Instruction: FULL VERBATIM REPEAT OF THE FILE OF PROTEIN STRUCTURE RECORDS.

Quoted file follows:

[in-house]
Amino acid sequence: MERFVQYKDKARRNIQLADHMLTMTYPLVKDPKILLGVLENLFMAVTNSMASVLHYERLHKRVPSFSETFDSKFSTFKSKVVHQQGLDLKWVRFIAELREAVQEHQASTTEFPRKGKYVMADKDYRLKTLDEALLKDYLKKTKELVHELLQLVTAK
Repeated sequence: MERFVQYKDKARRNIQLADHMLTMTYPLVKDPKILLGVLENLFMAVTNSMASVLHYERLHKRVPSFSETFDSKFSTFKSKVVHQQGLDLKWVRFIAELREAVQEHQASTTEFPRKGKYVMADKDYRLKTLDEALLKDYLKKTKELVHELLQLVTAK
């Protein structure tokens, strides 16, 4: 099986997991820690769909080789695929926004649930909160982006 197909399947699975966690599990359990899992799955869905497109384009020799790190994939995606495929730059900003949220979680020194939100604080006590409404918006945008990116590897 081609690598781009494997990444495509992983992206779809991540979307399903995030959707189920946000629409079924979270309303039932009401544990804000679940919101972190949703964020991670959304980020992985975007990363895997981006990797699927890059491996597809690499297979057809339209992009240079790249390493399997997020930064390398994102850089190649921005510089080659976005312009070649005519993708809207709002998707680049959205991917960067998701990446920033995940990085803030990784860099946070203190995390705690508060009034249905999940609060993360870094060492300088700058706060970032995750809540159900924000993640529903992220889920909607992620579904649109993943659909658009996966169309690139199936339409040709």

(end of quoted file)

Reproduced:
[in-house]
Amino acid sequence: MERFVQYKDKARRNIQLADHMLTMTYPLVKDPKILLGVLENLFMAVTNSMASVLHYERLHKRVPSFSETFDSKFSTFKSKVVHQQGLDLKWVRFIAELREAVQEHQASTTEFPRKGKYVMADKDYRLKTLDEALLKDYLKKTKELVHELLQLVTAK
Repeated sequence: MERFVQYKDKARRNIQLADHMLTMTYPLVKDPKILLGVLENLFMAVTNSMASVLHYERLHKRVPSFSETFDSKFSTFKSKVVHQQGLDLKWVRFIAELREAVQEHQASTTEFPRKGKYVMADKDYRLKTLDEALLKDYLKKTKELVHELLQLVTAK
């Protein structure tokens, strides 16, 4: 099986997991820690769909080789695929926004649930909160982006 197909399947699975966690599990359990899992799955869905497109384009020799790190994939995606495929730059900003949220979680020194939100604080006590409404918006945008990116590897 081609690598781009494997990444495509992983992206779809991540979307399903995030959707189920946000629409079924979270309303039932009401544990804000679940919101972190949703964020991670959304980020992985975007990363895997981006990797699927890059491996597809690499297979057809339209992009240079790249390493399997997020930064390398994102850089190649921005510089080659976005312009070649005519993708809207709002998707680049959205991917960067998701990446920033995940990085803030990784860099946070203190995390705690508060009034249905999940609060993360870094060492300088700058706060970032995750809540159900924000993640529903992220889920909607992620579904649109993943659909658009996966169309690139199936339409040709």